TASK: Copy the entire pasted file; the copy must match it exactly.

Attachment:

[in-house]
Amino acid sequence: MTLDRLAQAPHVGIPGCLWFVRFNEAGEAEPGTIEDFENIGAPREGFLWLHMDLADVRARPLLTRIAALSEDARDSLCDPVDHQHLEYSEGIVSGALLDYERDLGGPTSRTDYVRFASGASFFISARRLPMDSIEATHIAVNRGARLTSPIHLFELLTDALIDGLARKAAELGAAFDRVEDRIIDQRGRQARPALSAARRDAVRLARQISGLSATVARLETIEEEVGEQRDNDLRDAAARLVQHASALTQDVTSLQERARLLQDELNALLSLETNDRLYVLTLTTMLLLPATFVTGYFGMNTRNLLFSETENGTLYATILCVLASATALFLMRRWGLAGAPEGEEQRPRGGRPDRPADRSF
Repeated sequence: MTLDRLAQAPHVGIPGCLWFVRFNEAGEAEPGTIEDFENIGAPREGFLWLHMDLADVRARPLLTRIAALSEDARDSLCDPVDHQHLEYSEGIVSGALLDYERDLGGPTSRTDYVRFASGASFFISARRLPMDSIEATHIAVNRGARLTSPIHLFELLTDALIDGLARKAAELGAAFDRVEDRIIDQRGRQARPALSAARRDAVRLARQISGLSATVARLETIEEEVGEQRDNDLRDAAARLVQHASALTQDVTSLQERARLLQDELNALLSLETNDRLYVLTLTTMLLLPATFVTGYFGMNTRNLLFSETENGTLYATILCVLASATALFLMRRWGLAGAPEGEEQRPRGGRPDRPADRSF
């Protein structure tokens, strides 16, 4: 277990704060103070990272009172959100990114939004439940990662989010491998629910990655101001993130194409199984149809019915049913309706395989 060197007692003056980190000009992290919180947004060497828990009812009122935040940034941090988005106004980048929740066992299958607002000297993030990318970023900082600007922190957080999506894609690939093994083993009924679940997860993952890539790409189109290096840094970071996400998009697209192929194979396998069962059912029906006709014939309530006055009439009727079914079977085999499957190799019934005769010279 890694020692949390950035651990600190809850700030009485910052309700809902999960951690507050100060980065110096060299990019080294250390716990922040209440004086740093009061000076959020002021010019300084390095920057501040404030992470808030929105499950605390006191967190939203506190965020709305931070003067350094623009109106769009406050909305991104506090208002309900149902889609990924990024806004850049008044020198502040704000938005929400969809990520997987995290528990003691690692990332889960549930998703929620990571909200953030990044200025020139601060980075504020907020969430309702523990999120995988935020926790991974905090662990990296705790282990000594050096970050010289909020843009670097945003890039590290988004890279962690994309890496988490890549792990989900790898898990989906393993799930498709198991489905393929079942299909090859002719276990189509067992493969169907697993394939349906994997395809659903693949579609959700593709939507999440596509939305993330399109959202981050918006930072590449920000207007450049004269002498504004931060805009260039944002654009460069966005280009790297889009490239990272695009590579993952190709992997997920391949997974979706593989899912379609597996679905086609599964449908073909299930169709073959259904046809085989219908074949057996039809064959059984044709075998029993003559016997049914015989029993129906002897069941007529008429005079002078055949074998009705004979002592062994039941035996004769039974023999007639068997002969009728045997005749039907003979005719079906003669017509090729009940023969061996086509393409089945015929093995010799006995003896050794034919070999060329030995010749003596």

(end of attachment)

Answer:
[in-house]
Amino acid sequence: MTLDRLAQAPHVGIPGCLWFVRFNEAGEAEPGTIEDFENIGAPREGFLWLHMDLADVRARPLLTRIAALSEDARDSLCDPVDHQHLEYSEGIVSGALLDYERDLGGPTSRTDYVRFASGASFFISARRLPMDSIEATHIAVNRGARLTSPIHLFELLTDALIDGLARKAAELGAAFDRVEDRIIDQRGRQARPALSAARRDAVRLARQISGLSATVARLETIEEEVGEQRDNDLRDAAARLVQHASALTQDVTSLQERARLLQDELNALLSLETNDRLYVLTLTTMLLLPATFVTGYFGMNTRNLLFSETENGTLYATILCVLASATALFLMRRWGLAGAPEGEEQRPRGGRPDRPADRSF
Repeated sequence: MTLDRLAQAPHVGIPGCLWFVRFNEAGEAEPGTIEDFENIGAPREGFLWLHMDLADVRARPLLTRIAALSEDARDSLCDPVDHQHLEYSEGIVSGALLDYERDLGGPTSRTDYVRFASGASFFISARRLPMDSIEATHIAVNRGARLTSPIHLFELLTDALIDGLARKAAELGAAFDRVEDRIIDQRGRQARPALSAARRDAVRLARQISGLSATVARLETIEEEVGEQRDNDLRDAAARLVQHASALTQDVTSLQERARLLQDELNALLSLETNDRLYVLTLTTMLLLPATFVTGYFGMNTRNLLFSETENGTLYATILCVLASATALFLMRRWGLAGAPEGEEQRPRGGRPDRPADRSF
């Protein structure tokens, strides 16, 4: 277990704060103070990272009172959100990114939004439940990662989010491998629910990655101001993130194409199984149809019915049913309706395989 060197007692003056980190000009992290919180947004060497828990009812009122935040940034941090988005106004980048929740066992299958607002000297993030990318970023900082600007922190957080999506894609690939093994083993009924679940997860993952890539790409189109290096840094970071996400998009697209192929194979396998069962059912029906006709014939309530006055009439009727079914079977085999499957190799019934005769010279 890694020692949390950035651990600190809850700030009485910052309700809902999960951690507050100060980065110096060299990019080294250390716990922040209440004086740093009061000076959020002021010019300084390095920057501040404030992470808030929105499950605390006191967190939203506190965020709305931070003067350094623009109106769009406050909305991104506090208002309900149902889609990924990024806004850049008044020198502040704000938005929400969809990520997987995290528990003691690692990332889960549930998703929620990571909200953030990044200025020139601060980075504020907020969430309702523990999120995988935020926790991974905090662990990296705790282990000594050096970050010289909020843009670097945003890039590290988004890279962690994309890496988490890549792990989900790898898990989906393993799930498709198991489905393929079942299909090859002719276990189509067992493969169907697993394939349906994997395809659903693949579609959700593709939507999440596509939305993330399109959202981050918006930072590449920000207007450049004269002498504004931060805009260039944002654009460069966005280009790297889009490239990272695009590579993952190709992997997920391949997974979706593989899912379609597996679905086609599964449908073909299930169709073959259904046809085989219908074949057996039809064959059984044709075998029993003559016997049914015989029993129906002897069941007529008429005079002078055949074998009705004979002592062994039941035996004769039974023999007639068997002969009728045997005749039907003979005719079906003669017509090729009940023969061996086509393409089945015929093995010799006995003896050794034919070999060329030995010749003596």